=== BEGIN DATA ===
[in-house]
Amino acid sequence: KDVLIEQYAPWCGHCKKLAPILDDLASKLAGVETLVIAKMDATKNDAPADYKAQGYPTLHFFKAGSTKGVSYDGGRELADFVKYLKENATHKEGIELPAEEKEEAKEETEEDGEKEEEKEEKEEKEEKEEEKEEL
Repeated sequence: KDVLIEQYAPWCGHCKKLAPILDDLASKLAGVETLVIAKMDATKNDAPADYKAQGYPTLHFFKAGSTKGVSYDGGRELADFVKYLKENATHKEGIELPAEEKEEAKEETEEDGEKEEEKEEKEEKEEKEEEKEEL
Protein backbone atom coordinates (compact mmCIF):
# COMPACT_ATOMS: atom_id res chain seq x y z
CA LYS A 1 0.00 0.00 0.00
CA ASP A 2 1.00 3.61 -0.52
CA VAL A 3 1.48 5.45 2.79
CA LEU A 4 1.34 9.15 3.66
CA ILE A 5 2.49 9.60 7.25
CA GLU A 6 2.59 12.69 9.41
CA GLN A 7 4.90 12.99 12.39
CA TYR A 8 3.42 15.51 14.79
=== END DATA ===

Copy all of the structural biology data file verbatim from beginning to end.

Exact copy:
[in-house]
Amino acid sequence: KDVLIEQYAPWCGHCKKLAPILDDLASKLAGVETLVIAKMDATKNDAPADYKAQGYPTLHFFKAGSTKGVSYDGGRELADFVKYLKENATHKEGIELPAEEKEEAKEETEEDGEKEEEKEEKEEKEEKEEEKEEL
Repeated sequence: KDVLIEQYAPWCGHCKKLAPILDDLASKLAGVETLVIAKMDATKNDAPADYKAQGYPTLHFFKAGSTKGVSYDGGRELADFVKYLKENATHKEGIELPAEEKEEAKEETEEDGEKEEEKEEKEEKEEKEEEKEEL
Protein backbone atom coordinates (compact mmCIF):
# COMPACT_ATOMS: atom_id res chain seq x y z
CA LYS A 1 0.00 0.00 0.00
CA ASP A 2 1.00 3.61 -0.52
CA VAL A 3 1.48 5.45 2.79
CA LEU A 4 1.34 9.15 3.66
CA ILE A 5 2.49 9.60 7.25
CA GLU A 6 2.59 12.69 9.41
CA GLN A 7 4.90 12.99 12.39
CA TYR A 8 3.42 15.51 14.79